per 100 grams
Carbohydrates 0 g
Proteins 22.5 g
Fats 1.6 g
Water 76.1 g
Sugar 0 ug
Fiber 0 ug
Starch 0 ug
Trans Fats 0 ug
Cholesterol 0 ug
Ash 1.6 grams


111 Calories per 100g

A halibut is a flatfish species found in the North Pacific and the North Atlantic oceans. It is the largest flatfish in the world, growing up to 4.5 m (15 ft) in length, and up to 408 kg (900 lbs). Halibuts are prized for their succulent white flesh, and are a popular food fish in many countries, particularly in Europe and North America.

Halibut belong to the large family of flatfish that includes soles, flounders and turbot. They are considered benthic fish, living and feeding on or near the bottom of their habitat. As bottom dwellers, they usually rest on the ocean floor facing up, camouflaged by their skin-patterns and coloration which blend in with the sand or gravel. On its underside, halibut has two eyes, with its large mouth facing downwards. That’s why it’s also known as a 'right-eyed' flatfish, unlike other flatfish species that have eyes on the left side of their bodies.

Halibut can be found at depths ranging from between 20 to 2000 m (66 to 6562 ft), making them one of the deepest-dwelling flatfish. They can be found along the coasts stretching from Alaska and Canada in the north, down to California and Mexico in the south. Halibut also populate the North Atlantic near areas of Iceland, Norway and the British Isles.

The diet of a halibut consists mostly of smaller fish, crustaceans and mollusks. They are opportunistic hunters, using their powerful jaws and sharp teeth to capture their prey and ambush unsuspecting victims. Halibuts also don't shy away from scavenging carrion on the seabed when food is scarce. Halibut that live nearer to the shore come closer to the coastline during the colder months of the year, while generally they avoid shallow waters.

Halibut are typically preyed upon by larger fish, sharks and even humans. To ensure survival, halibut have adapted and changed their behaviour to camouflagebetter and become more elusive. Most halibut are solitary animals and even when they spawn, they do so in small numbers, making them difficult to catch during spawning season.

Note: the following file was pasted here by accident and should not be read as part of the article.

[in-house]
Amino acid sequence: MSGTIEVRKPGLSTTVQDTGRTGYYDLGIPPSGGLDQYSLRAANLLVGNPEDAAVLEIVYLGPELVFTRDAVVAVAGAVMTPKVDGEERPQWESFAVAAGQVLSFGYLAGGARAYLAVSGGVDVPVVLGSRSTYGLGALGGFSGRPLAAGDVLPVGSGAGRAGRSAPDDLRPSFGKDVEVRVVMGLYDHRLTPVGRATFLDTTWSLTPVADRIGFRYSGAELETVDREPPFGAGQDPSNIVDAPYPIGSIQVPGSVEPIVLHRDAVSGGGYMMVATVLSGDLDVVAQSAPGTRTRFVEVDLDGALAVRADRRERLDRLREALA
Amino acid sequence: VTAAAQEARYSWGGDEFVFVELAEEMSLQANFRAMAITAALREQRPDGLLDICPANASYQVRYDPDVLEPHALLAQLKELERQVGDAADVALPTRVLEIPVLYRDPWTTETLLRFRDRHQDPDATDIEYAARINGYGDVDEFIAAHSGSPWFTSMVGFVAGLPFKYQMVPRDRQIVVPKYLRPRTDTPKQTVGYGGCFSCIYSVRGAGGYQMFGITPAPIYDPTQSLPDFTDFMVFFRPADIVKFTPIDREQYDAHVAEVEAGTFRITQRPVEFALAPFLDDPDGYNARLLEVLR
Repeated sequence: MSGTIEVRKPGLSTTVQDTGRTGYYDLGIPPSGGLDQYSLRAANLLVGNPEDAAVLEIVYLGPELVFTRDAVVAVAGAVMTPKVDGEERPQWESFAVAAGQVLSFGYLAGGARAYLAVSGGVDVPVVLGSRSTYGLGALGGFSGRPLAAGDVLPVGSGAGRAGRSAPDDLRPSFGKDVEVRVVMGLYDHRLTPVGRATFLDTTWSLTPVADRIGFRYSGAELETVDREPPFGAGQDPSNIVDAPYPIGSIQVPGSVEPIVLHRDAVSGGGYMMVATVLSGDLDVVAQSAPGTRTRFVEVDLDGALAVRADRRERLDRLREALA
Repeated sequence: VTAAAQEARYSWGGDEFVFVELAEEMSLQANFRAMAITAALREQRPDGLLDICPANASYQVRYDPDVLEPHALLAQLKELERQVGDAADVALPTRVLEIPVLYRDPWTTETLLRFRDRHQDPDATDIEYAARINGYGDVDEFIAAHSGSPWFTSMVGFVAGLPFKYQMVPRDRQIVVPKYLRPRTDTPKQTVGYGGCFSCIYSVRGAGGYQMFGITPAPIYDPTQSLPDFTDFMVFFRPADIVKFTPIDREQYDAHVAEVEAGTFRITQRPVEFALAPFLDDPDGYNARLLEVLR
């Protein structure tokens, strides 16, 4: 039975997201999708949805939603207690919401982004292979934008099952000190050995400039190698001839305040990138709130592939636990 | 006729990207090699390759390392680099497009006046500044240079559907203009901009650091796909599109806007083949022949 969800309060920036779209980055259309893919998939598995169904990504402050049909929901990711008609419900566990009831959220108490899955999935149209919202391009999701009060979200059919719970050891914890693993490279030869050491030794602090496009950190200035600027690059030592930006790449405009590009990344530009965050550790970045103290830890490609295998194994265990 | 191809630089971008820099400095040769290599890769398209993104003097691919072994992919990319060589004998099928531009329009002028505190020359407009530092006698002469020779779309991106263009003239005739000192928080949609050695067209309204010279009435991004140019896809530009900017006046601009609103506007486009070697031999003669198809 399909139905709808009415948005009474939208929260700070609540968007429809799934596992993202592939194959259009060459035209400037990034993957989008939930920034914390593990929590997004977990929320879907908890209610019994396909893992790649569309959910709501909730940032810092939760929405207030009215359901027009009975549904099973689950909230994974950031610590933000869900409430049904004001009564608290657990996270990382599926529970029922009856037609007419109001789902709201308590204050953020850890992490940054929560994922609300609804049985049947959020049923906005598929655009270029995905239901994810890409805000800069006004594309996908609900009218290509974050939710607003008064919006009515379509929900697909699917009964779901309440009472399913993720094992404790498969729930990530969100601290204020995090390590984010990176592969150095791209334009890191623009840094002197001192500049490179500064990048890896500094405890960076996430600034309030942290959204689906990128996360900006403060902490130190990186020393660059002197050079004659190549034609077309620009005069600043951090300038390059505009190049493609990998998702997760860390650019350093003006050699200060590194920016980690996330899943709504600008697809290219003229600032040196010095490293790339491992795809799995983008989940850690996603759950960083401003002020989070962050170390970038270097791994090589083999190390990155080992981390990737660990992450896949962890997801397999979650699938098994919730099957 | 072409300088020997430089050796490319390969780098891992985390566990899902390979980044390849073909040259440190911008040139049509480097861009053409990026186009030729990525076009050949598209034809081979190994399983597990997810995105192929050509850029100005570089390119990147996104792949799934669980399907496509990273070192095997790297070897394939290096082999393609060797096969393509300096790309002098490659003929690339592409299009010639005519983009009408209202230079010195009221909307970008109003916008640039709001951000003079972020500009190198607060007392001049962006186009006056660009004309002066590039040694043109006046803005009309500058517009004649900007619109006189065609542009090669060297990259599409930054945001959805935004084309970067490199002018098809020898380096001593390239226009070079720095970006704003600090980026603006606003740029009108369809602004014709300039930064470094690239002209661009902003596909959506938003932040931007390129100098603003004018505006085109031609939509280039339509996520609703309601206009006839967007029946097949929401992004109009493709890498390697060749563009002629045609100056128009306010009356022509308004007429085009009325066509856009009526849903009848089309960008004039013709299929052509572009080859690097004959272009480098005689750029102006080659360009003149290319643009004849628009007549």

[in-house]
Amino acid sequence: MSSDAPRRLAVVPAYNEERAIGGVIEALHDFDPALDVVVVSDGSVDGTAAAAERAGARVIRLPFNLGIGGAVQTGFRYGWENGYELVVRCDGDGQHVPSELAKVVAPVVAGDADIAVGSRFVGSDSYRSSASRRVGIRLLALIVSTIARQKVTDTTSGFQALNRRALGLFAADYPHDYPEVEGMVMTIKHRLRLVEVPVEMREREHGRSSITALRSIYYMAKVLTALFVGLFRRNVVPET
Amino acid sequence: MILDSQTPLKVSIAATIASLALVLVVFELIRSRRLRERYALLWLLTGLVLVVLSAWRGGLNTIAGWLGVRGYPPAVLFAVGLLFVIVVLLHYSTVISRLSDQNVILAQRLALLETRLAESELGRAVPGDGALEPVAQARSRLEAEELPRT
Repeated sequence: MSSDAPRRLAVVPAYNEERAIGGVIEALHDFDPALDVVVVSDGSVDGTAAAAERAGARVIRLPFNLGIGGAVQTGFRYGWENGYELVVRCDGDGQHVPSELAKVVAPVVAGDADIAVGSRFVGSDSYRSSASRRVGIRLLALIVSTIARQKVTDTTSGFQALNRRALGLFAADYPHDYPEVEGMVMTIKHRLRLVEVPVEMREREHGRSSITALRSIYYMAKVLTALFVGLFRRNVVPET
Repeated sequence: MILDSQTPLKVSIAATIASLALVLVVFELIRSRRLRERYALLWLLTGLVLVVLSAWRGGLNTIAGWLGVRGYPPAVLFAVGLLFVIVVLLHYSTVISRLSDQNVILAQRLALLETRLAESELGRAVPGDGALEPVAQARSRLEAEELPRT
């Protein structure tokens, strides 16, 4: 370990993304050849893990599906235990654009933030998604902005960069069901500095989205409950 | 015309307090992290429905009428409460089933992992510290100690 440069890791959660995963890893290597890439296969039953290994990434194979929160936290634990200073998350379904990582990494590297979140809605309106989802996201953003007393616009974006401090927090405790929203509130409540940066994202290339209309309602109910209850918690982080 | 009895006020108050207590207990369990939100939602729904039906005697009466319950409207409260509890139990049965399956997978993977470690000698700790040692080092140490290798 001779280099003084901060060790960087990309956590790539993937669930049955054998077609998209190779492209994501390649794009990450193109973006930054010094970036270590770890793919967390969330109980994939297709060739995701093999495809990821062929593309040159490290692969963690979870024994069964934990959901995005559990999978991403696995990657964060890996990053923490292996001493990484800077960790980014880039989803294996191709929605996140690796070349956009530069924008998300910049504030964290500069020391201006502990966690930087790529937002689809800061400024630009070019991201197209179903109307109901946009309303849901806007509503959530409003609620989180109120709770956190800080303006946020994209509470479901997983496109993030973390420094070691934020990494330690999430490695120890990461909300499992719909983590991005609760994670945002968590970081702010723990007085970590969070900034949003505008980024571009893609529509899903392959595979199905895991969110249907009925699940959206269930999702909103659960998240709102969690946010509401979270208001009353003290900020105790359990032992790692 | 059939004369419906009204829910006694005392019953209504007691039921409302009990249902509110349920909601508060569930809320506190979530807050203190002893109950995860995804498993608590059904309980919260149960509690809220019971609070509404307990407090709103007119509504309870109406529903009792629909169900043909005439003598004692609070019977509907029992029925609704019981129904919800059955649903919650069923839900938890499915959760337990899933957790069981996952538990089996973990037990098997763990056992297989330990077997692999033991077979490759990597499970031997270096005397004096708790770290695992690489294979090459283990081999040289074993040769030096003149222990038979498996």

Halibut have an interesting life cycle. After spawning, most eggs are carried away by tidal currents and hatch into larvae soon afterward. These larvae drift with the current until they reach a certain size and then become stationary, settling at the bottom of their habitat. Juvenile halibut hide in crevices and burrows and mature to adulthood at a slow rate, with some not reaching full maturity until they are 7-9 years old.

Halibut are considered a very important commercial species, which means they’re eagerly sought after by commercial fisheries all over the world. In the United States, Alaska is the main source of halibut, producing over 80% of all the fish caught in America. The demand for halibut has caused a dramatic decrease in populations in some areas, and some species are now listed as Vulnerable and Critically Endangered. As a result, there are tight regulations and quotas that have been put in place by governments to ensure that halibut populations remain healthy and sustainable.

Despite the conservation efforts, halibut remains a popular seafood harvest, as it is considered one of the finest white-fleshed fish. Its delicate flavor and firm texture make it perfect for a variety of dishes, such as grilled halibut with lemon and herbs, halibut steaks with garlic butter, and even tempura-style deep fried halibut.

Whether it’s farmed or wild-caught, halibut remains a delicacy enjoyed by restaurant-goers and home cooks all over the world. With strict regulations in place to protect this species, we can be sure that halibut will remain part of many menus for years to come.